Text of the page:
Three individuals/groups filed appeals that include paperwork and a $600 fee for a hearing examiner. They include: MacMahon Law Group of Puyallup for homeowners of Parkwood Manufactured Housing Community, LLC.; Bob Bilow of Sequim, and attorney Michael Spence with Helsell Fetterman of Seattle for the group Save Our Sequim.

Woolett said all three appeals are deemed complete and will be considered by a hearing examiner after Berezowsky’s decision on the project is made. The hearing examiner would be hired by the city to hear appeals about the classification, the SEPA threshold and the project decision itself.

All appeals require the same fee and paperwork.

Appeal comments

The three appeals all ask for the project to be reviewed under the C-2 process and city council review.

Under SOS’s appeal, Spence wrote that the A-2 process is inappropriate because the project meets the “Essential Public Facility” designation under the state’s Growth Management Act.

MacMahon Law Group wrote similar statements and they both say the facility is closer to an alcohol and/or drug treatment center than an outpatient care facility.

Spence wrote that the tribe rebranded its project from the “Jamestown Healing Campus” to the “Jamestown S’Klallam Tribe Outpatient Clinic” after it dropped plans for a second phase inpatient psychiatric evaluation and treatment facility.

He wrote, “the city believes that this project is exclusively an ‘outpatient clinic.’ This decision is erroneous because of the direct link between the first phase outpatient facility and the second phase inpatient facility.” He adds that inpatient facilities are not a permitted use in this project’s district.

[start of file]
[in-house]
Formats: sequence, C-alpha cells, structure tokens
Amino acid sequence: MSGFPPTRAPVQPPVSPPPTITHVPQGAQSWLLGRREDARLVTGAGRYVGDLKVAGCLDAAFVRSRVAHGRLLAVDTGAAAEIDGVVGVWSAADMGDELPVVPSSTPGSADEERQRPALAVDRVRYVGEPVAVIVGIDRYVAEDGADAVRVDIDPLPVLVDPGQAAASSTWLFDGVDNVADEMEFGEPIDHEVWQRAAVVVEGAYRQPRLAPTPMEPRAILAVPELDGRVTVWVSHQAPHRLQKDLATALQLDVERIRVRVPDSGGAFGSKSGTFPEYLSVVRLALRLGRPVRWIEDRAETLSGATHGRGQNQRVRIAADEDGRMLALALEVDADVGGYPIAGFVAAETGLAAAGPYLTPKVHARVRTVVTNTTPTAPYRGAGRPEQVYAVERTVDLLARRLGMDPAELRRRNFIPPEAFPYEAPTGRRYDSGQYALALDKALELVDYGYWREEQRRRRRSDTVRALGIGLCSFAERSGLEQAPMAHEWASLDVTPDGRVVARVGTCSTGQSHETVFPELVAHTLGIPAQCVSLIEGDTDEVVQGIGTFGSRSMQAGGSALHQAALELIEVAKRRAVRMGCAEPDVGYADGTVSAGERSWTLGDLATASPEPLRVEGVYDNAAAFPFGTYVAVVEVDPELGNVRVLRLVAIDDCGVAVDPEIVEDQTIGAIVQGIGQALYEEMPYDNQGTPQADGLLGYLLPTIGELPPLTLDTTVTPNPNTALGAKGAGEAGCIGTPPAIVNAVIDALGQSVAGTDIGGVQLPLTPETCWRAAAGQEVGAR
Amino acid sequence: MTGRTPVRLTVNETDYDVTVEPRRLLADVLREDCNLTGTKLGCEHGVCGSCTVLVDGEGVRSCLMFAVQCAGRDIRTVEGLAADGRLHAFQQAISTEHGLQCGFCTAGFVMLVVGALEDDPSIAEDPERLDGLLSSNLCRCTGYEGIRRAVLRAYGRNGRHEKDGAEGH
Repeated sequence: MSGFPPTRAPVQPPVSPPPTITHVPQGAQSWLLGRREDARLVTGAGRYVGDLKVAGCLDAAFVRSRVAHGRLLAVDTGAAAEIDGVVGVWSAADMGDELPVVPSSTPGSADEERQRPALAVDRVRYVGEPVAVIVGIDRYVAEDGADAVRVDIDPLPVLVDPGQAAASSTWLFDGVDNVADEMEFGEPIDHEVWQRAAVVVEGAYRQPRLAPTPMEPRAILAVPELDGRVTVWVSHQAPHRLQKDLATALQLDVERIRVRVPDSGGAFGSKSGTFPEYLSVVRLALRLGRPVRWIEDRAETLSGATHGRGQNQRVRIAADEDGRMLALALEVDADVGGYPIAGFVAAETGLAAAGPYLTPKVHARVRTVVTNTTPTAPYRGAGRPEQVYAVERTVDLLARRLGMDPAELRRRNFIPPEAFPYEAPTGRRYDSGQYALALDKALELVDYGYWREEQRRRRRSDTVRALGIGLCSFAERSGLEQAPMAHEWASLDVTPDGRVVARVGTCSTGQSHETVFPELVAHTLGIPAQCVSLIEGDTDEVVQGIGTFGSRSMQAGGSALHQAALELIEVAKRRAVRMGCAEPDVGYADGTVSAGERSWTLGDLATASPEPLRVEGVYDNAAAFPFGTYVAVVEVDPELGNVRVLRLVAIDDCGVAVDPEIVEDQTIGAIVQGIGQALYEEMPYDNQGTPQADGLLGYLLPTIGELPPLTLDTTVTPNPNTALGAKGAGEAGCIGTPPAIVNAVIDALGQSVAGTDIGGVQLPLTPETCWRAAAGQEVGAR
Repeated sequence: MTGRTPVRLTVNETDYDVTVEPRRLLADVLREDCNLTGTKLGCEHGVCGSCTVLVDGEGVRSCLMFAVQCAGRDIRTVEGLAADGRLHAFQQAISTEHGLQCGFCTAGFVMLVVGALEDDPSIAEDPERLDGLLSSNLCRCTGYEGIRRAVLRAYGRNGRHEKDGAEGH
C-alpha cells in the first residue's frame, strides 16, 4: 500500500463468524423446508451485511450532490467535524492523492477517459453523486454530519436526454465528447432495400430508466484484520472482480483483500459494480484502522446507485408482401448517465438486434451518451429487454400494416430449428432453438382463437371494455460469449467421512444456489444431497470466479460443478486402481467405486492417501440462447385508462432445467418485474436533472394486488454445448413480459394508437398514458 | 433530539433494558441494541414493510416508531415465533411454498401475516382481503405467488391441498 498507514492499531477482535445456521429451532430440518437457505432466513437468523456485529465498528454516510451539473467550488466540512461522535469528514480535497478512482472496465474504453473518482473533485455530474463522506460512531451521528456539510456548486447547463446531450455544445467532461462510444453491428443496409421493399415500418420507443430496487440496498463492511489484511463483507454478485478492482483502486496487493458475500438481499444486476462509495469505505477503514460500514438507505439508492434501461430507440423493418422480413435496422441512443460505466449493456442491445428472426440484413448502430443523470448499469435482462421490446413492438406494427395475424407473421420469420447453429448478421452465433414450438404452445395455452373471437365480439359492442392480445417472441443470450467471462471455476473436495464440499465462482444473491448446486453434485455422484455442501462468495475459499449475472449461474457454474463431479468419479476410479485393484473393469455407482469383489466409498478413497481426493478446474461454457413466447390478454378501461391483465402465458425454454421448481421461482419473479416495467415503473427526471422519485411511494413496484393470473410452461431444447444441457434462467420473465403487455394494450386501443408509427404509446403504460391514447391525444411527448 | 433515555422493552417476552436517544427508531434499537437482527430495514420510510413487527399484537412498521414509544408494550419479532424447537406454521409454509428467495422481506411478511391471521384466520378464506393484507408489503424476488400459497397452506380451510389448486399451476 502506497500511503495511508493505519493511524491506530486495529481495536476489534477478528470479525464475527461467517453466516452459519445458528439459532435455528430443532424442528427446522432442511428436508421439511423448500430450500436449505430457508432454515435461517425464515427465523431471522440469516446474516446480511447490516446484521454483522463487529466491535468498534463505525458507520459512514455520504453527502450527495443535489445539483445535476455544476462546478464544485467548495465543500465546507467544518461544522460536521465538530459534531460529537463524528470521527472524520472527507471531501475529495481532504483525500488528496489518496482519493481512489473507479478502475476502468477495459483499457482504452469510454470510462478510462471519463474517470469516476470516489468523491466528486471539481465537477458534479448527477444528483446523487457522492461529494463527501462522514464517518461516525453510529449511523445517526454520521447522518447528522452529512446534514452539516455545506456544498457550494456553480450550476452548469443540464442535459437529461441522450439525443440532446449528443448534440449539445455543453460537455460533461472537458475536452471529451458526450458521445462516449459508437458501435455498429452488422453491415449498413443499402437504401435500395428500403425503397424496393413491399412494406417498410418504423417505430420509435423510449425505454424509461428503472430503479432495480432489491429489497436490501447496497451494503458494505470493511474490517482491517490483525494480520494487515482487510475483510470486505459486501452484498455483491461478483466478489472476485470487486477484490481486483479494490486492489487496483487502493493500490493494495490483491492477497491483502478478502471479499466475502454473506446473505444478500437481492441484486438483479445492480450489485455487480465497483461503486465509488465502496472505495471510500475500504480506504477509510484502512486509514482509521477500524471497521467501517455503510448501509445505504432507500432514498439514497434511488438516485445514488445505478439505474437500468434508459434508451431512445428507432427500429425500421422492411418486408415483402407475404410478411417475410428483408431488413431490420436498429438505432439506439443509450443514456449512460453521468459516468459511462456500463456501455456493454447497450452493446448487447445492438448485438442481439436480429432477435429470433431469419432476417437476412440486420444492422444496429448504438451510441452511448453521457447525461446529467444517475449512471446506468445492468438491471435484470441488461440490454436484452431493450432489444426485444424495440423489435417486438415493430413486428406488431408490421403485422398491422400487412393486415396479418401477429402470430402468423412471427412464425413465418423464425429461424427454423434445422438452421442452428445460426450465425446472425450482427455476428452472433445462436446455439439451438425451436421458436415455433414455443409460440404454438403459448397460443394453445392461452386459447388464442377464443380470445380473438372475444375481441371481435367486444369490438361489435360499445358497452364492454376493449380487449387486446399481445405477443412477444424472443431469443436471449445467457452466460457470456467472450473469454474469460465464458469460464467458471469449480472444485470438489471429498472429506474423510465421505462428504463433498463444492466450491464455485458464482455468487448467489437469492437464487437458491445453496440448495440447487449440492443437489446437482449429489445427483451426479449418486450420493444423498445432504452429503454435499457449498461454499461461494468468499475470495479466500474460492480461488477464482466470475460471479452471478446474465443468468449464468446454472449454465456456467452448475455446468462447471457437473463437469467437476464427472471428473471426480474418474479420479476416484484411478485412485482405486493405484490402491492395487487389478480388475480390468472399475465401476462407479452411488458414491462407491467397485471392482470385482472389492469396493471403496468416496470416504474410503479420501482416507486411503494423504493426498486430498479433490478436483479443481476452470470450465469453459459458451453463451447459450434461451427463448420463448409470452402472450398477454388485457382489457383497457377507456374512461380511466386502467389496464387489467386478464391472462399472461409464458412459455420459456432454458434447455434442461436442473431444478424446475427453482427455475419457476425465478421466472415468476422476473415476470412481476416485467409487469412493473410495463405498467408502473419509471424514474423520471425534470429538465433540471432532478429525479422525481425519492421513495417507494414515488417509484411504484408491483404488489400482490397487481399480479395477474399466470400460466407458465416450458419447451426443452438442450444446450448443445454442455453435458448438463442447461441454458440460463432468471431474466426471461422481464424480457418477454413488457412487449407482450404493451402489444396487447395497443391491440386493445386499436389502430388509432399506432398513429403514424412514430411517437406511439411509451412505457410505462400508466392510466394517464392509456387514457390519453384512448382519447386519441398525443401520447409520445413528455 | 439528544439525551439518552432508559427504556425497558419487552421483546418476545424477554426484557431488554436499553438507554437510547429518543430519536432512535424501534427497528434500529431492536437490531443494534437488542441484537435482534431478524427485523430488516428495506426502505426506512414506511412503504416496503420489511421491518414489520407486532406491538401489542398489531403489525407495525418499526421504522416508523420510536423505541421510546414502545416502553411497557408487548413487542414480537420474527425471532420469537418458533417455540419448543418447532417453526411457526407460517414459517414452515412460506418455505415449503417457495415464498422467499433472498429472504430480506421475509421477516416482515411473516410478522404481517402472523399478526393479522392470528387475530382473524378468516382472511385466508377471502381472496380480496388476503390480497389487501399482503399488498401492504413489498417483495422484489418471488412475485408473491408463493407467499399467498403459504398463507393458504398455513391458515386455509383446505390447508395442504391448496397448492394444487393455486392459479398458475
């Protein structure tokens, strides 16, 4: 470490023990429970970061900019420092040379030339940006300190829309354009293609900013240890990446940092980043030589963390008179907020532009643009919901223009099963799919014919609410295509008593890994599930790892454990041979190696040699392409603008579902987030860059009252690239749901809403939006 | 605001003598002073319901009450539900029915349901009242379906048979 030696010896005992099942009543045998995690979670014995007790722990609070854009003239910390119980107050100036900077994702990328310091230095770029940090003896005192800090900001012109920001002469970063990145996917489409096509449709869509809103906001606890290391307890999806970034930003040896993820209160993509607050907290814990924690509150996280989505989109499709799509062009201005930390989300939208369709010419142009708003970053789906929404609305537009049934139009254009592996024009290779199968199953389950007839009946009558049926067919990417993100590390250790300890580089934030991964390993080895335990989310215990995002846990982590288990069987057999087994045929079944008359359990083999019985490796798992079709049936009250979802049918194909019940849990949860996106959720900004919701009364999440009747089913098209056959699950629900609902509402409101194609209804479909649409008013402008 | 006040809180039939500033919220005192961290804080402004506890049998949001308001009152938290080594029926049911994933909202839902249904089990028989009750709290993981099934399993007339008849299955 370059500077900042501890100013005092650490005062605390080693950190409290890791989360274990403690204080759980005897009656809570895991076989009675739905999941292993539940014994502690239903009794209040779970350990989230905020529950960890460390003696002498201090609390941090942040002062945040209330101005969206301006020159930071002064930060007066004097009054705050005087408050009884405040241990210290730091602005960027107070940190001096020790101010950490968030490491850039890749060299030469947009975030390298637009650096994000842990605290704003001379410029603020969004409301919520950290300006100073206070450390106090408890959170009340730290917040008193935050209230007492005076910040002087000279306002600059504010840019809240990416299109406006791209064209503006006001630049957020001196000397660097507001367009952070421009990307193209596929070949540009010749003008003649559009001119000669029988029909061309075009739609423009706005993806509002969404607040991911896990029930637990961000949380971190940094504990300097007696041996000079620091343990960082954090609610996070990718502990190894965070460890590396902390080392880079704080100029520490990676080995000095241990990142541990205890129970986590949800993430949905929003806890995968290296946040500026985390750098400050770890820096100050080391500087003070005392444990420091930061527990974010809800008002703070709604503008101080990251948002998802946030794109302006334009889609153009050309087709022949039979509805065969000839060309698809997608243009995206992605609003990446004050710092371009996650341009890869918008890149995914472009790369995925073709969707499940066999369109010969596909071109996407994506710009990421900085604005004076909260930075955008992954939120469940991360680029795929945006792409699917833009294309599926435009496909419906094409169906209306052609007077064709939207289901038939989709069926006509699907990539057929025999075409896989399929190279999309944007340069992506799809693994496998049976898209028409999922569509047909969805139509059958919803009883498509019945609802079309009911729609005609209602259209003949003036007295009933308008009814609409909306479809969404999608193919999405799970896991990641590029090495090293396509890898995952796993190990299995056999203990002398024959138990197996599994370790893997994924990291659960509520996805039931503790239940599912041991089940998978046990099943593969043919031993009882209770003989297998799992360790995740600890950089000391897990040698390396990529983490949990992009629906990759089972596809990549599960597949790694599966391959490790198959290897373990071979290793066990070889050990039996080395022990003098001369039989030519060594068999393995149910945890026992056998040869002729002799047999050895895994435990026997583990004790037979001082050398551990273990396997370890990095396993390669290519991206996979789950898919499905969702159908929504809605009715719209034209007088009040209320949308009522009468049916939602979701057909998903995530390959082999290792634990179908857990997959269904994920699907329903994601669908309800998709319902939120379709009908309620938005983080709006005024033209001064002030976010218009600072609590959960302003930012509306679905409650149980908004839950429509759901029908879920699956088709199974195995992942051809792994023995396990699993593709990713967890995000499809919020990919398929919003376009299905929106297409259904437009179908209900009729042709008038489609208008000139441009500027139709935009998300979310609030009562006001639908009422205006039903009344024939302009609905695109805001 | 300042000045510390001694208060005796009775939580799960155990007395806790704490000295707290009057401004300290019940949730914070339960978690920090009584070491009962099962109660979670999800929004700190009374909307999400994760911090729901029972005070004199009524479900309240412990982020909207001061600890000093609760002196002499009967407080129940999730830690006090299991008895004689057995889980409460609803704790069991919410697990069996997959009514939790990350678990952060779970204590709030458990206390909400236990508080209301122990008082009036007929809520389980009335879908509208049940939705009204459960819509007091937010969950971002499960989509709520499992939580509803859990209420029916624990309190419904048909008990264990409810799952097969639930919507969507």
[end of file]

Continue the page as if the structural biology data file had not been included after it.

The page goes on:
Bilow wrote that the city should follow the C-2 status because it requires “substantial discretion and involves broad public interest.”

He writes, “only after classifying this application under SMC Title 20 as a Type C-2 process should the Director then proceed to examine whether the described use is a permitted, conditional, or other use described in SMC zoning Title 18. The director’s action is premature, as is his legal analysis of various interpretations of zoning laws.”

“There truly is no manner by which one can argue that this application has limited public interest as opposed to broad public interest,” Bilow writes.

MacMahon Law Group wrote that they aren’t asking for the project to be denied but review it in the correct process to evaluate “any potential impacts and taking the appropriate steps to minimize the impact on the health, safety and welfare of the public.”

They add that the C-2 process does not restrict the city from permitting the placement of the MAT clinic. To the contrary, they authorize the city to grant a special use permit for precisely such a use after undergoing the analysis to mitigate any impact on the health, safety, and welfare of the public.”

Spence writes that “SOS is not categorically opposed to the sitting of a drug rehabilitation facility serving the local community somewhere in the Sequim area, however SOS believes that the proposed location for a regional drug rehabilitation facility is in appropriate in this location …”

For more information about the MAT application, contact the City of Sequim at 360-683-4908.

For more information about the Jamestown S’Klallam Tribe’s project, visit jamestownhealingcampus.org.

For more information about arguments against the clinic, visit www.saveoursequim.org.

For more information about arguments for the clinic, visit www.facebook.com/groups/SequimStabilization.

Reach Matthew Nash at mnash@sequimgazette.com.